A volta is a dance that involves a lot of energy:
but if you're writing verse then it's a twist or turn in subject or meaning or point of view. It's when you're saying something like: the day is dull, dreary and dismal [volta] but I am dazzled with joy because of you.
You can have a volta in any kind of verse, but the term is usually used when you're talking about fairly rigid verse forms, notably the fourteen-line sonnet.
In a Petrarchan sonnet, where you have a rhyming scheme that presents you with a chunk of eight lines followed by six more, the volta will happen at the beginning of those last six lines. In a Shakespearean sonnet, which has three groups of four lines followed by a final two, the volta will probably occur at the beginning of that last two-line couplet.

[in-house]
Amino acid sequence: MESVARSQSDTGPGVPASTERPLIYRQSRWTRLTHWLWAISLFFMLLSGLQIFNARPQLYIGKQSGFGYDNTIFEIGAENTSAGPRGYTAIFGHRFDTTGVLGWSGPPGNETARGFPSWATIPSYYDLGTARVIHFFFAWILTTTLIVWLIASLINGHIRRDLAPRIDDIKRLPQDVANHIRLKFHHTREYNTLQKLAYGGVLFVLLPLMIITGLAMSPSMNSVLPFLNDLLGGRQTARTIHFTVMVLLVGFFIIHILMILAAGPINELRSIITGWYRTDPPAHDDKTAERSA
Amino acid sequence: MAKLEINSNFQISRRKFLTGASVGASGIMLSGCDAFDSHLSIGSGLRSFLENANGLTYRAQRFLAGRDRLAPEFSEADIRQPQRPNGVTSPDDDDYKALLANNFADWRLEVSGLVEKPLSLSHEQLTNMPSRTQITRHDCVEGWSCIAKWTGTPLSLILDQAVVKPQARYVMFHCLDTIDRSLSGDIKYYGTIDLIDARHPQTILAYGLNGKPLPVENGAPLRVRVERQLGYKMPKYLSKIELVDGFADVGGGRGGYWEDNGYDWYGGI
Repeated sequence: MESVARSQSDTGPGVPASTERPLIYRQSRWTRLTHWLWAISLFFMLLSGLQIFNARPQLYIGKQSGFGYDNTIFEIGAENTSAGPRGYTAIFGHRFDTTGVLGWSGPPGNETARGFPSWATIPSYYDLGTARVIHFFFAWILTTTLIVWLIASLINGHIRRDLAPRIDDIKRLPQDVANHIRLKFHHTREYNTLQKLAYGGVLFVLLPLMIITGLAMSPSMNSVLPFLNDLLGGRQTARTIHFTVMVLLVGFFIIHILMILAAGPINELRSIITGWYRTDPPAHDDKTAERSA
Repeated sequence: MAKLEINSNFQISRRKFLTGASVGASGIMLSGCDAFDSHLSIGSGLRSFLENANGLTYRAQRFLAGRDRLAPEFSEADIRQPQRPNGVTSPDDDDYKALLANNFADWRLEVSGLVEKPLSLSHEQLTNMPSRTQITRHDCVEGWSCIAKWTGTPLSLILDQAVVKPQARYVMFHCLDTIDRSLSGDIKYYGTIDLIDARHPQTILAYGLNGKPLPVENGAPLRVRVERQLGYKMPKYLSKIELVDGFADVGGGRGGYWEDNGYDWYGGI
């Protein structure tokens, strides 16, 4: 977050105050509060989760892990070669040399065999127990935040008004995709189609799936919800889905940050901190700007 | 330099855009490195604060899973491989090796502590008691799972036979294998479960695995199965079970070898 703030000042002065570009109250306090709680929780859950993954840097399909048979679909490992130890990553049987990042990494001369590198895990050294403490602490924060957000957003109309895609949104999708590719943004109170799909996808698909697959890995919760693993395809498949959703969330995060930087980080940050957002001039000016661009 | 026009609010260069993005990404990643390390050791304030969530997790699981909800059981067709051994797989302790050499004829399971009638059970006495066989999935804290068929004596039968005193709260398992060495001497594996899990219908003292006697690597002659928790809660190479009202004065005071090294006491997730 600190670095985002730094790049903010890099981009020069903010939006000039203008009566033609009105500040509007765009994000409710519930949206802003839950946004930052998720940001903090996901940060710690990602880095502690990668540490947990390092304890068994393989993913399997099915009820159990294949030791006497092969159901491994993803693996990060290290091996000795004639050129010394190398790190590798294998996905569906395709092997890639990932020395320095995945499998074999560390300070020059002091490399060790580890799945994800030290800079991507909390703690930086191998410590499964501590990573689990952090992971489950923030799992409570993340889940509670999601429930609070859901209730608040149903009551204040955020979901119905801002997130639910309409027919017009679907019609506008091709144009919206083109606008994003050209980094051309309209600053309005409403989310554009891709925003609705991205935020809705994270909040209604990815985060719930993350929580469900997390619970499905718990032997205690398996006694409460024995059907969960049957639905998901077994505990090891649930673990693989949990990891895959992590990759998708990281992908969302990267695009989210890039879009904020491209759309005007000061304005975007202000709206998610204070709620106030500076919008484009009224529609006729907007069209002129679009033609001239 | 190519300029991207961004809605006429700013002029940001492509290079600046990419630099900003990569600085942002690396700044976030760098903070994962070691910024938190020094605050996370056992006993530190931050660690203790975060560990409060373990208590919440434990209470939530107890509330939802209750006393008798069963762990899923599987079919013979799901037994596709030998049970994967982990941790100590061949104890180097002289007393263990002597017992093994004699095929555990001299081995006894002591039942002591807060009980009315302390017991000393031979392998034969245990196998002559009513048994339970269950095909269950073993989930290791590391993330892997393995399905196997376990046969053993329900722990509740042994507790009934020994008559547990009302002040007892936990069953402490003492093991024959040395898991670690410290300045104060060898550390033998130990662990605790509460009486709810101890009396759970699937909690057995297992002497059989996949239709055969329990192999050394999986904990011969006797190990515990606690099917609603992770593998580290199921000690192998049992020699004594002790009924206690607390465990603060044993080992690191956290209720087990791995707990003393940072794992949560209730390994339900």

Here's an example of one of Shakespeare's sonnets (Shakespeare wrote, um, Shakespearean sonnets):
That time of year thou mayst in me behold
When yellow leaves, or none, or few, do hang
Upon those boughs which shake against the cold,
Bare ruin'd choirs, where late the sweet birds sang.
In me thou see'st the twilight of such day
As after sunset fadeth in the west,
Which by and by black night doth take away,
Death's second self, that seals up all in rest.
In me thou see'st the glowing of such fire
That on the ashes of his youth doth lie,
As the death-bed whereon it must expire,
Consum'd with that which it was nourish'd by.
This thou perceiv'st, which makes thy love more strong,
To love that well which thou must leave ere long.
Word To Use Today: volta. This word comes from Italian, from the Latin volvere, to turn